RUSTING GOD IS WHAT LIFE IS ALL about. This statement has been my motto for several years, starting while I was on study leave at the University of South Carolina. Since then I have had many occasions where this fitting statement has had special meaning for me.
Almost 10 years ago my daughter Anita and I were driving across the United States in our Toyota Camry station wagon. The car was full of my belongings from a two-year stay in Columbia, South Carolina. Anita was accompanying me and helping me drive from Bowling Green, Ohio, to Walla Walla, Washington.
Suddenly, without warning, on Interstate 80 between Omaha and Lincoln, Nebraska, the car engine made a strange, loud hammering noise. I had no other recourse but to stop by the roadside. A gas station was visible about three fourths of a mile down the road, but would the car actually go that far? Anita and I looked at each other. We prayed, then I repeated my motto, “Trusting God is what life is all about.”
We decided to try driving the car to the gas station; staying by the side of the road seemed unfruitful and dangerous with the large trucks barreling past. On the shoulder of the highway we inched our way toward the gas station. There was no garage at the station, no towing service, no one to help us.
I spotted a man pumping gas into his car, and I approached him and asked if he knew anything about cars. “A little,” he said. So I asked him to come listen to the engine and perhaps tell me what was wrong with the car. It took only one second of listening to the engine’s hammering sound for him to tell me matter-of-factly, “This car isn’t going anywhere.” Anita and I were stunned. I’d had my car serviced before the journey home and everything had been in order.
“Now what are we going to do?” we asked each other. We were stuck. Anita had a plane ticket to fly from Pasco, Washington, in two days to Bowling Green State University in Ohio for the second year of her master’s program. Our plans had been carefully laid out, but God apparently had different plans. That’s why trusting Him is so important.
A Friend, Indeed
Denny Marshbanks, the man who passed judgment on the Camry’s condition, saw our dilemma. He noticed a public telephone at the gas station and said he would help us any way he could. First he called rental car companies to see about renting a car for the drive to Walla Walla. Too expensive. Anita and I could each fly from the nearest airport to our respective schools, except that I had too many things to take on a plane. We could lease or buy a car. Renting a vehicle from U-Haul didn’t even enter our minds.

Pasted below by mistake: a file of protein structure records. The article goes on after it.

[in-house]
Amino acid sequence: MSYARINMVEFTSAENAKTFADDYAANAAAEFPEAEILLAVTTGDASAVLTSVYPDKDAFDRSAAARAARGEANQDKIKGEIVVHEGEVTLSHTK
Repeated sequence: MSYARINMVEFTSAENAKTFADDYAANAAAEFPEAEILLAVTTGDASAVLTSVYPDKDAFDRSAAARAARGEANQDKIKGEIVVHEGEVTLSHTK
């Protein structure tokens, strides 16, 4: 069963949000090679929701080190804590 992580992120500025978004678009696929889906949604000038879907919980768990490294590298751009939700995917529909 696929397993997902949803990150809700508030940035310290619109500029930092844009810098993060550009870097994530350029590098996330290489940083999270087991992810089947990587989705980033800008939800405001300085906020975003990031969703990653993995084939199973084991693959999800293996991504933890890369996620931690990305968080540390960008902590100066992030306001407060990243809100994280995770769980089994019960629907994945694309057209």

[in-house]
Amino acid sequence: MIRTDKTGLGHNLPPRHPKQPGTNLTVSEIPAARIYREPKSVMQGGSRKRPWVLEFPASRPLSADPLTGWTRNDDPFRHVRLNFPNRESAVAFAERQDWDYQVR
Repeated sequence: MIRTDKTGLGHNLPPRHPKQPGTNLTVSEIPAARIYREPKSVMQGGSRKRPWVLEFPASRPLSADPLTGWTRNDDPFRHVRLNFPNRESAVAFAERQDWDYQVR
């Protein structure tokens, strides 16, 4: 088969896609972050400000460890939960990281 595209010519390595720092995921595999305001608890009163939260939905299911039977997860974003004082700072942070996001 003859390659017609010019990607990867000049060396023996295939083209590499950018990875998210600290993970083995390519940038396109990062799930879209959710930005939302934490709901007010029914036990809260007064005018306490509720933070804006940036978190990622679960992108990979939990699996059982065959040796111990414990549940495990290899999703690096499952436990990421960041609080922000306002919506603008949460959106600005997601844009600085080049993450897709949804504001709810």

Questions for Reflection
1. Share briefly an experience you had in which help appeared apparently out of nowhere.
2. What’s your first instinct when faced with some unexpected obstacle? Is it natural? Is it prudent?
3. Just as God uses others to get us out of predicaments, He uses us to help others. How have you been able to come to the aid of someone in need?
4. What would be the most difficult situation for you to trust God completely? What would make it easier?
Denny phoned his wife, Pat, in Lincoln, telling her of our predicament. She invited us to their home so they could help us review our options. We had never before gone anywhere with a stranger; yet we felt compelled to go with Denny. We phoned AAA to have the car towed to the nearest repair shop in Omaha. We drove to Omaha and got the shocking news that with parts and labor, repairs would cost at least $3,000, and it would take two days to get the job done.
With that knowledge, we drove to Denny and Pat’s home in Lincoln. Denny told us about his car, a Ford Contour. Denny was a truck driver by profession and fairly knowledgeable about cars. He said, “If you can find a car like mine, you’ll be happy with it.”
Pat fixed a nice meal for us that included corn on the cob, sandwiches, potato salad, and fruit. Anita and I met their two children. Their son seemed seven feet tall and their daughter had Down syndrome. We talked about Christianity, about God’s care for us, about trusting Him.
We talked about Walla Walla College (now University) and how Denny’s mother was a social worker at a child welfare agency. Pat and Denny called various car dealers in order to check on car brands available, prices, and mileage to more clearly narrow our options. By this time we concluded that the best option was to purchase a good used car. Time was quickly passing and we needed to get on the road in order to meet our deadline for arriving in Walla Walla.
Let’s Make a Deal
Denny and Pat made a list of car dealers and what was available in my price range at each dealership. Anita and I drove Denny’s Contour to the first dealer in Lincoln. The first car we were shown was a ’95 Ford Contour. We each test drove the car, listened to the engine, examined the upholstery, the body, and the trunk, and felt satisfied with its performance. After appropriate price negotiations, I put the car on my Visa card, signed the registration papers, and drove off in the new car to load our belongings from the Camry in Omaha. Denny came with us to assist us with the transfer of luggage. Then we took him back to Lincoln. Five hours from the time we first heard the disconcerting hammering in the engine we were back on the road to Walla Walla.
What did I learn from this experience?
God used this unanticipated experience to strengthen my faith in Him. While I wouldn’t choose to repeat this incident, I know with certainty that if something like this ever happens again, my faith in God will see me through. Because trusting in God is what life is all about.
Marja L. McChesney is a professor of social work and sociology at Walla Walla University in College Place, Washington.